Census Bureau Manipulated Jobs Numbers for 2012 Election

Posted: Nov 20, 2013 12:01 AM

Apparently we just can’t trust government statistics. But, then again, what else is new? According to a new report, released by John Crudele with the NY Post, the jobs reports leading up to the 2012 Presidential Election were “faked.” Remember when the unemployment rate magically dropped from 8.1 percent to 7.8 percent (coincidently helping Obama keep his previous promise of lowering the unemployment rate before the end of his first term)? Yeah, that’s just one of the jobs reports in question.

More than simply being manipulated, the Census Bureau was aware of the tampered numbers. Never did the bureau deem it necessary to share with the Markets, Press, or American People that there was some question about the accuracy or dependability of their numbers leading up to the Election. Heck, they didn’t even bother to disclose the data tampering to the Labor Department.

But let’s not stop there. According to the NY Post:

A knowledgeable source says the deception went beyond that one employee — that it escalated at the time President Obama was seeking reelection in 2012 and continues today.

Well. . . I imagine making up data for the most closely watched metric of economic health in the US is kinda addicting. You couldn’t possibly expect the Bureau to suddenly raise the unemployment rate back up to 8.1 percent after Obama was re-elected. Right?

Investigations (ya know. . . The press refers to them as “witch-hunts” when Darrell Issa calls for one) are likely to crop up in the coming weeks. While it is admittedly early to accuse our incredibly transparent and honest Obama Administration of “cooking the books” in the run up to his showdown with Mitt Romney, it’s not really out of the picture either. (I’m sure they’d just tell us that Americans can keep their current jobs numbers if they like their current jobs numbers.)

The revelations are likely to further erode the government’s already decaying credibility. Regardless of the scandal’s size (or deliberate nature) it continues to feed the American Public’s perception that the Federal government is about as trustworthy as Jerry Lundegaard from Fargo. Especially when these revelations are put in the context of recent Obama Administration scandals. The most unnerving of which is clearly the IRS’s willingness to target the President’s political opponents.

Earlier this year we learned the big scandal of the summer when it came to light that the Internal Revenue Service had intentionally targeted “tea-party” nonprofits for harassment and extra scrutiny leading up to the 2012 election. Prophetically, that scandal also began with the narrative that a couple of “rogue” employees had acted “inappropriately”. Of course we now know that the harassment of right-wing political organizations was wide-spread and organized from the higher echelons of Washington DC.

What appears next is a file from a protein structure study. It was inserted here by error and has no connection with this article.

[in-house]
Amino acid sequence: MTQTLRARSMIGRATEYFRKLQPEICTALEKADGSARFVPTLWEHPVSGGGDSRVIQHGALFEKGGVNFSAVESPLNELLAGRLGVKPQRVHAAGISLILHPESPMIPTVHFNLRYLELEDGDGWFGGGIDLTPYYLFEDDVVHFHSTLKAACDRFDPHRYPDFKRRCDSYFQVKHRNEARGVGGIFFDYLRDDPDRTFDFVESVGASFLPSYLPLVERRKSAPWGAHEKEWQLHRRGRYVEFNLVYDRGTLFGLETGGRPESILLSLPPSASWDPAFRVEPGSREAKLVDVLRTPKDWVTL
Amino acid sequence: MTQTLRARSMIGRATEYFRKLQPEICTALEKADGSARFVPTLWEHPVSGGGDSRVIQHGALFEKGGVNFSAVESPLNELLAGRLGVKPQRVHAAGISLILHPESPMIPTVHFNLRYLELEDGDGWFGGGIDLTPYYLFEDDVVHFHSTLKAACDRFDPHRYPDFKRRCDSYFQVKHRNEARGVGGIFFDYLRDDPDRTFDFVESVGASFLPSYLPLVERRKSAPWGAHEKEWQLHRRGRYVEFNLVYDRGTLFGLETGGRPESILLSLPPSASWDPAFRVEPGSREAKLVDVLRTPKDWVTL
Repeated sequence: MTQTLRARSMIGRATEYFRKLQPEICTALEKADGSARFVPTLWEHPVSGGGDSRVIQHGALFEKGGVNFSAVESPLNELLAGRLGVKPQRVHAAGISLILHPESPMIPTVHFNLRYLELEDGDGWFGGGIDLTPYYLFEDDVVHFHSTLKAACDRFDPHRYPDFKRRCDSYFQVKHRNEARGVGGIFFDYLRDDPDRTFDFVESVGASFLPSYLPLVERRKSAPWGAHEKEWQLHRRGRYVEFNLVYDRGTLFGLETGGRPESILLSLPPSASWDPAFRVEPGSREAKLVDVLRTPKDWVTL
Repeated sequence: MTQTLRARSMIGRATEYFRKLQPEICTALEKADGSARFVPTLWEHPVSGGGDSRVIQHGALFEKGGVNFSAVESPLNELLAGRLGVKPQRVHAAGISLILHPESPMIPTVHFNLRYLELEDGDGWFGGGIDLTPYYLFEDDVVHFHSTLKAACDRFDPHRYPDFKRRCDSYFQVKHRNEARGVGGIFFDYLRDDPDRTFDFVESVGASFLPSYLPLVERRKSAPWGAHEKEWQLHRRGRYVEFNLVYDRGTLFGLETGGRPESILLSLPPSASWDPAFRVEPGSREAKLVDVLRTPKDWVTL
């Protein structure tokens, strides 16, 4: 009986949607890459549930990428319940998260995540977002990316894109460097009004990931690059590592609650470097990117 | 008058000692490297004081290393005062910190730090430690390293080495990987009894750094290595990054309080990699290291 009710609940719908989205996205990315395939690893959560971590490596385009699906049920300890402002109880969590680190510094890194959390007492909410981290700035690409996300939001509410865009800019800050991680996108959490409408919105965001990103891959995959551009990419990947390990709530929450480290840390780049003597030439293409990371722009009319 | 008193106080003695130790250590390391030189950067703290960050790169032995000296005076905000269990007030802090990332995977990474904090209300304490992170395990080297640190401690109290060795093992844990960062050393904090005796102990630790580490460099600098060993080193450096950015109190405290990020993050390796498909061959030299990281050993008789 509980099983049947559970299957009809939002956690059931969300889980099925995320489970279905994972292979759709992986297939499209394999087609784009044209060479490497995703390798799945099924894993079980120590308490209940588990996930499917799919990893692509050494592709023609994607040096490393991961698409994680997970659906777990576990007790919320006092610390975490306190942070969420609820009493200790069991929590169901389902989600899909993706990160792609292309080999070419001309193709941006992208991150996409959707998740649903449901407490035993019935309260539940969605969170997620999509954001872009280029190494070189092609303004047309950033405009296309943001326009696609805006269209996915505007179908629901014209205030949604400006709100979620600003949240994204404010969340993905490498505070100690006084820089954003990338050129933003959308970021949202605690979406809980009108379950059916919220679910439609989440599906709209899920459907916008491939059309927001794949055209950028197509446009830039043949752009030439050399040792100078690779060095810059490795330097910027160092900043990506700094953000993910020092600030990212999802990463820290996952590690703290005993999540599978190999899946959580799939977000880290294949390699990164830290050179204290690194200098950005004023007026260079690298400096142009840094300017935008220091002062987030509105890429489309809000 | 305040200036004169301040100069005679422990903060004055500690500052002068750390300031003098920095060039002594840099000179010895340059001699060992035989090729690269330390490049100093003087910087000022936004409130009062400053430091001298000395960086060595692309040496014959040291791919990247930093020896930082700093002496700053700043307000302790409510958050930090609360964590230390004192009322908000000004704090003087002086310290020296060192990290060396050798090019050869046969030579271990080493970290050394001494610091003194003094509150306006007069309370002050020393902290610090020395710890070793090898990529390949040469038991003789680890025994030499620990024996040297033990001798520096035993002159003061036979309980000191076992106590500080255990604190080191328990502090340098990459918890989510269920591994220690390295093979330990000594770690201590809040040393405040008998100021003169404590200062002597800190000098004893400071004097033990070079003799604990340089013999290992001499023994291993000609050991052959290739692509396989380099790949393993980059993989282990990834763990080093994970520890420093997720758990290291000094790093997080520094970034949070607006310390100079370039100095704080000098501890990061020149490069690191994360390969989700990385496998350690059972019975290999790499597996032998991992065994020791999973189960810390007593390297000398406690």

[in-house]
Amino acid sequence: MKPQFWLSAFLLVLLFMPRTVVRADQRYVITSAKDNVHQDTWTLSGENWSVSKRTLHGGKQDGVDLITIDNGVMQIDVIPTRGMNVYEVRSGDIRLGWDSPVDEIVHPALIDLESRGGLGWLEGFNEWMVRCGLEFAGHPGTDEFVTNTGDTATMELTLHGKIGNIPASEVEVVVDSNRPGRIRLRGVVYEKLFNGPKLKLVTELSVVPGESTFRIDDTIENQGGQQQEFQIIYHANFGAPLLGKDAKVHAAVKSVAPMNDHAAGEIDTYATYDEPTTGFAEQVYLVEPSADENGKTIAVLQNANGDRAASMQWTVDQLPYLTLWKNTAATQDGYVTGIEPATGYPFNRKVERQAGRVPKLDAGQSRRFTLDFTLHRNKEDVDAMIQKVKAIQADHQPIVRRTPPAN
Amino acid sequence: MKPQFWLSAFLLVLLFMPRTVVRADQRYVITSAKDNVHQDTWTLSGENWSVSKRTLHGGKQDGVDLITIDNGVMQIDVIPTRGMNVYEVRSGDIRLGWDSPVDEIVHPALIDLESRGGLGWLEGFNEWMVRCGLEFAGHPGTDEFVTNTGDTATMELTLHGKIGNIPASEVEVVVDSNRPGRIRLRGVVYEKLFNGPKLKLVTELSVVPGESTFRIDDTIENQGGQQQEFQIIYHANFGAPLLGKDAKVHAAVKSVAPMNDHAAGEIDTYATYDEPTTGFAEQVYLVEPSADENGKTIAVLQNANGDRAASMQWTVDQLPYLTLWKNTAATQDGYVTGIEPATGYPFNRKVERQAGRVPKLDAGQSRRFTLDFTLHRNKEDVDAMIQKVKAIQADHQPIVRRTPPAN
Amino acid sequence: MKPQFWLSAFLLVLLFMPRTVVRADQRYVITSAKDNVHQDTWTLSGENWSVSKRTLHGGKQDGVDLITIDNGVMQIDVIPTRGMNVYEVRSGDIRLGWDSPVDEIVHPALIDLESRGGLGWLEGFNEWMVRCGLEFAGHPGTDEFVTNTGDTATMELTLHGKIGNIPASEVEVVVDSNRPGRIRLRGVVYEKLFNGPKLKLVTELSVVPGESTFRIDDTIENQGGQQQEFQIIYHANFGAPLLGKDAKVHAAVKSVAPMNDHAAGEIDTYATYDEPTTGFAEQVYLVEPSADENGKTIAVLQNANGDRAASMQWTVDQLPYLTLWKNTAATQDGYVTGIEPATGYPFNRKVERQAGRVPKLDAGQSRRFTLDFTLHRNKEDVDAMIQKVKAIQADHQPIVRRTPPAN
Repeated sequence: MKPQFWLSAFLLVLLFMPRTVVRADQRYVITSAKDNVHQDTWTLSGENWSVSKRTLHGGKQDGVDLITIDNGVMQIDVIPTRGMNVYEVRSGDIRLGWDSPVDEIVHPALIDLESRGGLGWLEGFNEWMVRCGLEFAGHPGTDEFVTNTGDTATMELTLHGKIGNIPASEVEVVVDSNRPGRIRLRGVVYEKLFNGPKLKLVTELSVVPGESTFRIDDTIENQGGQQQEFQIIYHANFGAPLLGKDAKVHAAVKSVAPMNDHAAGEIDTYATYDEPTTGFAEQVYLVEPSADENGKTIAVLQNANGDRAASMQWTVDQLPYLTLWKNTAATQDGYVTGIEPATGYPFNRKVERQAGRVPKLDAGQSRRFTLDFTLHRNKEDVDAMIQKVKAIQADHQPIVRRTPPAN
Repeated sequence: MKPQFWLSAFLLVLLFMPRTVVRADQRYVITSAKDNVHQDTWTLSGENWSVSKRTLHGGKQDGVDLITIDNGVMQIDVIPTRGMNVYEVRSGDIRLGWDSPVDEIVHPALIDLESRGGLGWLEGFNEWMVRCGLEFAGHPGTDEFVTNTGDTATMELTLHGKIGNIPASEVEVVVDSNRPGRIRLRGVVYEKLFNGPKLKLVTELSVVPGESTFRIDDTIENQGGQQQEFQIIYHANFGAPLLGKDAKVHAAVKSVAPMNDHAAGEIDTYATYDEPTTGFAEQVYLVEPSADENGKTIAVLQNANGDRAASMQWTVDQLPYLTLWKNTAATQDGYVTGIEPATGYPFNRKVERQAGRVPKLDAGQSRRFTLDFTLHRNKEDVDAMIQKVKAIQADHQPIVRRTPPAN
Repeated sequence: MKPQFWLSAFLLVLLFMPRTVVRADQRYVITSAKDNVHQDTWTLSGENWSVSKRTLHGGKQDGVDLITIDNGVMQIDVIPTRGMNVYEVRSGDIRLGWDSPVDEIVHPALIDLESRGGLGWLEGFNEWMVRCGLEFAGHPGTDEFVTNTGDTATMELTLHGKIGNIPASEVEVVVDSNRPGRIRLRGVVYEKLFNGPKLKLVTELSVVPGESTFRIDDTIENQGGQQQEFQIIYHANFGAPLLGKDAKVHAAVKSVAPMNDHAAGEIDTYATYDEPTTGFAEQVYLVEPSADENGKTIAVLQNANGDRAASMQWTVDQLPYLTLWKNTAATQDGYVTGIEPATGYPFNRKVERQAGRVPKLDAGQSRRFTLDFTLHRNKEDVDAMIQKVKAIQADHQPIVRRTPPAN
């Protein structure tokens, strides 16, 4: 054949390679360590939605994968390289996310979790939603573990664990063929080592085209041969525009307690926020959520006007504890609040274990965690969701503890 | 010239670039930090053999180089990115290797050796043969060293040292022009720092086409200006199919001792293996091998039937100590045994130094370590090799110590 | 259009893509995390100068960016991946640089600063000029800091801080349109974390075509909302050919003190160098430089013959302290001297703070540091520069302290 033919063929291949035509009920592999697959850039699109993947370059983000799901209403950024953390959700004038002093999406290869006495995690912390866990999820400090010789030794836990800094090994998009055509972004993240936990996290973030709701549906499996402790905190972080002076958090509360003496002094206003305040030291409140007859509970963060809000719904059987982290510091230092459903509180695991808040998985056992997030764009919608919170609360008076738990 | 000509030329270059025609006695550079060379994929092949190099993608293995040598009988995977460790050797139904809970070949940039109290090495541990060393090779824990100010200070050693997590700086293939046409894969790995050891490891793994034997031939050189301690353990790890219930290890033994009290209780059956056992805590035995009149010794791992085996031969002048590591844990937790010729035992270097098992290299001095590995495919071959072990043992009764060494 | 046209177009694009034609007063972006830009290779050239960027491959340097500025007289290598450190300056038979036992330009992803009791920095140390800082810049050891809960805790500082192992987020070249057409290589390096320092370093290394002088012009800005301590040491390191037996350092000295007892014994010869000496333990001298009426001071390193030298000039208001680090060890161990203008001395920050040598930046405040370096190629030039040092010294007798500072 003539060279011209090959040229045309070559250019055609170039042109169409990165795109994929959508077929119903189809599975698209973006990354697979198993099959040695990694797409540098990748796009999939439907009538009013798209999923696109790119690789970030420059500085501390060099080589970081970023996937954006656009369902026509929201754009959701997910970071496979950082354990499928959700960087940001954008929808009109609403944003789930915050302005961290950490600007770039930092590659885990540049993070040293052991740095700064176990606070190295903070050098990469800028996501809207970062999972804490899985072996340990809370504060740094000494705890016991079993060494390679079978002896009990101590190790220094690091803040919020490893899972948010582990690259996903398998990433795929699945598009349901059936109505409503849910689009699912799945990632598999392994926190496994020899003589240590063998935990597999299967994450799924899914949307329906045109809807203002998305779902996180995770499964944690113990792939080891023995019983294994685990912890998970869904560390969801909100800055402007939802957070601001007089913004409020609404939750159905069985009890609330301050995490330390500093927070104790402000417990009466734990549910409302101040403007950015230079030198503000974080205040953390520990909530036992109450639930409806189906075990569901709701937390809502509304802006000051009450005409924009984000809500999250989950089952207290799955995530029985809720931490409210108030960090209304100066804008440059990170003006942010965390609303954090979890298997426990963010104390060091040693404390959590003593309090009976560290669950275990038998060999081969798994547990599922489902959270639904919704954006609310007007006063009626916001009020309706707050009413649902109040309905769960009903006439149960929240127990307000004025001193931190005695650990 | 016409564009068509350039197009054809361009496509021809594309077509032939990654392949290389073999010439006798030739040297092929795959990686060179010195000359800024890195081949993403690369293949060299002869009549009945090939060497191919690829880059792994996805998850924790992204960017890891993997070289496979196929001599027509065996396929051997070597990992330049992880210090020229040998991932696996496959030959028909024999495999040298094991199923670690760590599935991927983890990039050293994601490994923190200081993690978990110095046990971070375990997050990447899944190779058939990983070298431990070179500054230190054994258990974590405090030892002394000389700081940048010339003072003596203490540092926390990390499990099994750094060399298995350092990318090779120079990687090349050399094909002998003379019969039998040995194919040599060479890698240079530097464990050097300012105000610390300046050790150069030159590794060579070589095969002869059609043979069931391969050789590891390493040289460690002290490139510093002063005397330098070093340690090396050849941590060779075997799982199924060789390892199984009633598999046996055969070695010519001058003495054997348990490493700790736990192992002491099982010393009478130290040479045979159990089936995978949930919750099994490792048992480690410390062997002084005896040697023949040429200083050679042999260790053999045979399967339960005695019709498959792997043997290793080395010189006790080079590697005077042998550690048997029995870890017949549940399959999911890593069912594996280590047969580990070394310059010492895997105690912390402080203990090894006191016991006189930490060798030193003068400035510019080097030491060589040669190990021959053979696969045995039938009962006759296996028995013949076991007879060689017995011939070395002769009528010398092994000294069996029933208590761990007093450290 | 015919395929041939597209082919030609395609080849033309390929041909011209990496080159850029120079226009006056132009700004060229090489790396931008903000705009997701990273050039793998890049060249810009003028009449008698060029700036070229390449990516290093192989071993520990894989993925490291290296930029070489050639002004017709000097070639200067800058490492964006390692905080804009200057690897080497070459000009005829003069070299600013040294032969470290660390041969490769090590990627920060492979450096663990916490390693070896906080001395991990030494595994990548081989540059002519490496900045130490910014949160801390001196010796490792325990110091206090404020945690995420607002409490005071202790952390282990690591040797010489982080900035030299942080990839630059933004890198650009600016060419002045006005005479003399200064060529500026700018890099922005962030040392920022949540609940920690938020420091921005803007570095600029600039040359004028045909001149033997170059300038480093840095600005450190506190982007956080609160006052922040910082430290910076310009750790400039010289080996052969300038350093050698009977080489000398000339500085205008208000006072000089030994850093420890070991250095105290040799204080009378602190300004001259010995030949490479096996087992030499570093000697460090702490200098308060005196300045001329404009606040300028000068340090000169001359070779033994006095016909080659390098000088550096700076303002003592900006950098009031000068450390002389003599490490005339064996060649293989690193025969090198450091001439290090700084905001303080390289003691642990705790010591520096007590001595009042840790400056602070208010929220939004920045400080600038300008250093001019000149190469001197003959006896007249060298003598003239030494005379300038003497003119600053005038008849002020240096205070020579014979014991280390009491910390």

In fact, when compared to the revelations of IRS misconduct, the NY Post report looks potentially damning for the Department of Labor and the credibility of the US Census. The IRS scandal demonstrated a deliberate and willful manipulation of government resources to consolidate and strengthen the Administration’s power. It illustrated a willingness to coerce a win through the power of government. The politically convenient timing of these “fake” jobs reports (coinciding with a troubled Obama reelection effort) certainly should raise an eyebrow. If not by themselves, they should merit inquisitiveness when put in context with the Obama Administration’s habit of manipulation, coercion, and outright lies.

On the other hand, does it really matter? It’s not as if the reports – before or after the 2012 election – are reflective of America’s true economic health. As individual data points, many of the traditional metrics we utilize to measure the “health” of the economy are growing increasingly irrelevant.

Our labor force is at a 35 year low, with more Americans on public assistant programs than ever before. Seven point something percent “unemployment” is a laughably useless number when placed within the broader economic picture. When the headline unemployment rate fails to take into account the massive amount of jobs reduced to part time, the millions of Americans who have dropped from the labor force, and the low quality nature of created jobs, the report is little more than a curiosity. (Well, I guess it does tell the market whether or not the Fed is going to turn off the QE spigot.)

Investors, economists, journalists (eye-roll) and politicos should look forward to more information from the Bureau regarding Crudele’s revelations. Soon a flood of excuses, deflections, and reports will be submitted to explain away the actions of “a rogue employee” in the Census Bureau. Of course, all official reports will be stashed away in my home library next to Obama’s speeches and Bill Clinton’s explanations: Filed under “fiction”.


(Click here for Crudele’s full report.)

Rick Santelli reacted to the news yesterday on CNBC:

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